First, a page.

It is a tragedy when a single passenger plane crashes, worse when a plane full of people goes down, and an unspeakable horror when a plane is used as a weapon of terrorism. Today, airports are transforming into examples of defense in depth. Defense in depth is a primary focus of this book, and the concept is quite simple: Make it harder to attack at chokepoint after chokepoint. How many security systems or defensive layers would you have to defeat to rush through an airport race to a waiting, fueled, long-range jet, commandeer the plane, drive it out on the tarmac to take off, and use it as a missile? Many are obvious, such as security checkpoints, armed National Guard troops, locked doors, and tarmac controls. If you did manage to get the plane in the air, you would also have to defeat fighter aircraft. It isn't impossible, but it is unlikely that you could defeat the defense in depth that is now employed at airports.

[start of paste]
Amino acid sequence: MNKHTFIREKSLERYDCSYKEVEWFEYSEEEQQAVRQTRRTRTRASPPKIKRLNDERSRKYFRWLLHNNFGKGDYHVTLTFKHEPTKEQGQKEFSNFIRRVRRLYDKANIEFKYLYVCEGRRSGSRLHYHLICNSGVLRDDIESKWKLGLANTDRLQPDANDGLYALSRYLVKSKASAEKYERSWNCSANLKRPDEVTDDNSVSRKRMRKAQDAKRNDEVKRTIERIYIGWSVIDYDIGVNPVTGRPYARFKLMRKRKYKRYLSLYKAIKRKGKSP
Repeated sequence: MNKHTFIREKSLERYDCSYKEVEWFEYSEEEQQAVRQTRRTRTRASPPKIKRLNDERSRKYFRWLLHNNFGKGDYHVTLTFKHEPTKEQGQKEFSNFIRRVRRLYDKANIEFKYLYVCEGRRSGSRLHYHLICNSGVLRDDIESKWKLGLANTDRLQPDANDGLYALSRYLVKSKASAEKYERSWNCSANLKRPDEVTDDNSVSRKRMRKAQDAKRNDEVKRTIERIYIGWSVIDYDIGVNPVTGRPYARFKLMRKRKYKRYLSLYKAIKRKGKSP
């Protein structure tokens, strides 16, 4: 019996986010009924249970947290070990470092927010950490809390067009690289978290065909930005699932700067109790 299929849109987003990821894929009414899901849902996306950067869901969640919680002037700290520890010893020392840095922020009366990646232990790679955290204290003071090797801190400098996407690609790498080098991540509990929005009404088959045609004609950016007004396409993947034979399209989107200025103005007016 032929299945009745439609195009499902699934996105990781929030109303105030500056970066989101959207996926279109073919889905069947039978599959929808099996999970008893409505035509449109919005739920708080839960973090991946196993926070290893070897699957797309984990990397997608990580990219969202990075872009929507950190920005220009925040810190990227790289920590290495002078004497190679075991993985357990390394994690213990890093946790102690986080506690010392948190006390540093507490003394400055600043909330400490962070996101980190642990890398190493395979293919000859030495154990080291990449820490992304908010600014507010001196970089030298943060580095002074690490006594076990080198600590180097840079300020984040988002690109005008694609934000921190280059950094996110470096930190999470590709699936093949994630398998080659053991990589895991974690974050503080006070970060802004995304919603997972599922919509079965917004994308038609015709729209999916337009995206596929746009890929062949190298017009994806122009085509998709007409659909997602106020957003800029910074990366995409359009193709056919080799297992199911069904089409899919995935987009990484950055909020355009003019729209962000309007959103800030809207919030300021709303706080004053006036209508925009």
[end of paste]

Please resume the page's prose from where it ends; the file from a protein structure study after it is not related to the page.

Defense in depth is present in every chapter of this book, and it's becoming easier to implement in information technology. High-speed programmable hardware boxes, such as UnityOne from TippingPoint, can help protect our network borders from worm outbreaks. Technologies we have already discussed in this preface, such as next-generation intelligent switches and HIPS, allow us to implement multiple layers for our perimeter and internal networks, albeit at a significant cost. No matter what role you play in your organization, it is important to read the intrusion prevention chapter and make sure the folks in charge of the budget know what is on the horizon. As you read this book, you will learn how to architect your network so that it is resistant to attack. As we evolve as an information-based society, the importance of protecting intellectual property assets continues to rise.